Fells Point club ordered to shape up

Police threaten mass arrests if bar owner doesn't amend rules

Anger after killing

City urges dress code, use of off-duty officers to deter `hoodlums'

October 27, 2001|By Allison Klein | Allison Klein,SUN STAFF

The owner of Fells Point Cafe/Club 723 was told yesterday to change his policies -- including enforcing a dress code to discourage "hoodlums" from congregating -- or police will crank up pressure and arrest crowds that gather outside the club.

"You have to back me up on this if you don't want me breathing down your neck," Southeast District Maj. Zeinab Rabold told owner Thomas Hicks at a meeting that included community leaders, city officials and members of the liquor board.

"I'm fed up to the point of bursting. I'm about to get two wagons and back them up and lock up everybody" in front of the club, said Rabold.

Hicks, who received a verbal lashing from community members at a meeting this week, agreed yesterday to submit a letter to Mayor Martin O'Malley's office by Nov. 5 spelling out the changes he will make to ensure neighborhood safety. Then he will submit the letter for approval to the Fells Point Task Force -- a group of residents, community leaders and business owners -- at its Nov. 28th meeting.

Hicks said he hasn't decided exactly what he will include in the letter.

"I'm trying to come up with some agreement so I can work with my community," he said.

Yesterday's meeting was called by city officials in the aftermath of complaints that club patrons loiter, urinate outdoors, make noise and jeopardize public safety.

Community anger increased after Michael Lambirth, 32, of West Baltimore was fatally shot Oct. 16 after leaving the club. The shooting happened at 2 a.m. about a block from the club, which is in the 700 block of S. Broadway.

Police and liquor board officials gave Hicks a list of demands yesterday, including: stop "catering" to underage drinkers; consider hiring off-duty police officers for security; provide training for bouncers; and join community associations.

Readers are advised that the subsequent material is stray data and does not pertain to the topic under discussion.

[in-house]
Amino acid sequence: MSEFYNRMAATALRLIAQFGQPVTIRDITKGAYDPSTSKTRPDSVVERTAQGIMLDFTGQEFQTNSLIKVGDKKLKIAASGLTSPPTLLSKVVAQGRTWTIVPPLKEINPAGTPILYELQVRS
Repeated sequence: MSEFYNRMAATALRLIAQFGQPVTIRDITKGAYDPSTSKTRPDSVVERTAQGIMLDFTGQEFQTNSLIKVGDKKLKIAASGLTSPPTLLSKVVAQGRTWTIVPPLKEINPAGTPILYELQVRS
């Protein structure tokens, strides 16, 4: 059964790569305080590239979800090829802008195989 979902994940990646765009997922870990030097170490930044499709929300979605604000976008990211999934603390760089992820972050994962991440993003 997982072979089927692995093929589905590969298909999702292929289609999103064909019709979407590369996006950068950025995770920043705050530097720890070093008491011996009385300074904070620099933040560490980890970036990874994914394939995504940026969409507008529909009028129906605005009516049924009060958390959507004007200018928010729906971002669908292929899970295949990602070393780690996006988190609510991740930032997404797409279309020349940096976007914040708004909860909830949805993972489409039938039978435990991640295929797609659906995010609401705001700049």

Hicks said he will examine his finances to see if he can afford to hire two off-duty officers four nights a week, as recommended. The officers earn about $25 an hour.

Rabold said if Hicks hires the officers, it would allow police to cover other areas of the Southeastern District. Now, she said, they are spending a lot of time in Fells Point.

"It frees up my officers to patrol the streets at night," she said of having off-duty officers at the club. "At midnight, we're 40-something calls in the hole. That means citizens are waiting an hour for a police officer. Why? Because they're down where the crowds are."

It would also encourage safer behavior, said Nathan C. Irby Jr., executive secretary of the liquor board.

"If a uniformed policeman is in proximity, there seems to be a different attitude," Irby said. "It deters crimes because [the off-duty officers] have arrest powers."

Irby said he went to the club at 1:30 a.m. and found it "amazing" how many youngsters congregate outside the bar.

"It is unreal," Irby said. "You got to go down there to witness it." Hicks said his bar has more than 700 patrons on a weekend night.

The dress code that police are endorsing for Club 723 includes a no-sneakers policy and requires men to wear shirts with collars, Rabold said.

"Sneakers bring in the bad guys," she said. "They wear sneakers for one reason: to run from us. I'm not kidding you."

Sgt. Don Weeks said if all patrons were over 21 and wore shirts with collars, the club would "get rid of half the hoodlums."

Irby said liquor board inspectors are continuing raids across Fells Point. "We're not just looking at 723, we're looking at all of Fells Point," he said. "You have to look at the general health and welfare of the community to see if we can make the situation better."

Dominik Eckenstein, president of the Fells Point Business Association and owner of the Admiral Fell Inn, said the meeting was a positive step for the area.

"Some of it is common sense, some is common knowledge, some is common courtesy," he said.

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